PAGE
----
Peace bee with you: A sign from the hive

Meesha Benefer with the honeycomb peace sign. Picture: Ross Parry Agency
Meesha Benefer with the honeycomb peace sign. Picture: Ross Parry Agency
2
Have your say

BEEKEEPERS turned peacekeepers today after discovering bees had made a peace sign on a honeycomb.

Apiarists Peter Benefer and daughter Meesha found the international symbol for peace symbol made by a colony.

Meesha, nine, made the discovery while helping her dad at Benefer’s Bee Farm in West Park, Leeds.

She said: “Every Saturday me and my dad go to the hives to check on the bees and always hope to see honey building up in the comb.

“It means I have to pull the big heavy frames out and if we are lucky and its the right time of year, we drain it together to collect honey to sell. We also have it in our porridge for breakfast.

“Last Saturday I was pulling out one of the frames and noticed there was a weird sign on one side.

“I thought it was the Volkswagen sign because I’d seen it before on my Grandad’s car. But Dad was really amazed and said the circle with the three lines inside meant world peace.”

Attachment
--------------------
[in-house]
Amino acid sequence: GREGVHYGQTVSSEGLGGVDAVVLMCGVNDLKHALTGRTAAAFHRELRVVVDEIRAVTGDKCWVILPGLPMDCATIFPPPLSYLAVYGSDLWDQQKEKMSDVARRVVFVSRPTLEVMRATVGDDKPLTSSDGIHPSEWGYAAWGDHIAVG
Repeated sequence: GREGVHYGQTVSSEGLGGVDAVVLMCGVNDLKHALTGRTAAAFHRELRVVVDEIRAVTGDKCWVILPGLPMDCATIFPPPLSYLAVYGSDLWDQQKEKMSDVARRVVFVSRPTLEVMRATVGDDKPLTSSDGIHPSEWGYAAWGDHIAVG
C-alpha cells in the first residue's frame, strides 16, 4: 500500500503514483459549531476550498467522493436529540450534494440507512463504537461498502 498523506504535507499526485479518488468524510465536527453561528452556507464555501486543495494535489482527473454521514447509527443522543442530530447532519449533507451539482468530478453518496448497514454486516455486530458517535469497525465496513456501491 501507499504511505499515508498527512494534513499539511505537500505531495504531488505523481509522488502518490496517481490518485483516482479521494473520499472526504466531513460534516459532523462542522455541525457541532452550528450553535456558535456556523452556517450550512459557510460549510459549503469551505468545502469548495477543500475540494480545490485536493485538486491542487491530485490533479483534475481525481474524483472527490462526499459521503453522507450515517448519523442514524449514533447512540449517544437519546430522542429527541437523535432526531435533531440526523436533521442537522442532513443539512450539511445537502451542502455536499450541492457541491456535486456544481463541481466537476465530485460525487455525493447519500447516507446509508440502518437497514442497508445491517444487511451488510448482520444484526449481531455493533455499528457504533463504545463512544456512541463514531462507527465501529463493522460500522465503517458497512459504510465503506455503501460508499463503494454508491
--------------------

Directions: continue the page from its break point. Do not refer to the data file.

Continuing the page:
The father-daughter team have been running their bee-keeping business for three years, and balance it on the side of schoolwork and Mr Benefer’s job in recruitment.

Mr Benefer, 38, said: “I was totally taken aback by the symbol that one of our colonies left in the honeycomb.

“Bees are known to be highly intelligent creatures and have very sophisticated means of communicating to each other.

“Obviously this is an incredible coincidence - but I have to say a little bit of me did wonder if they were trying to leave us a message.”

The avid aphiarist who spends his free time with daughter Meesha reading up on honey bees’ behaviour, said: “I’ve read all sorts of incredible things bees have been known to do, but never anything like this.

“I’ve read lots of those stories about people seeing Jesus’ face in slices of toast and their dead relatives in naan breads and whatnot, and I’ve always thought they’re just a ploy for attention seekers.

“But when I saw this there’s no way someone could have created that.

“Bees fill each cell in a piece of comb with honey and cap it off, but sometimes a few holes or large patches will just get missed and left uncapped. I’m amazed the they’ve missed out all the cells to make any sort of picture at all, let alone one which has a deep significance.”

Meesha said: “We drained all the honey from the other side using our tangential honey spinner so that it wouldn’t run out and we could put it up on the wall.

“We wanted to put it up to keep because it’s so cool and it reminds me of spending time with my dad. I want to keep it forever.”

Mr Benefer said the two would continue to run their farm in the Headingley area of Leeds together, which produces honey for his award winning cook brother Daniel, who is Head Chef at the city’s Double Tree Hilton hotel.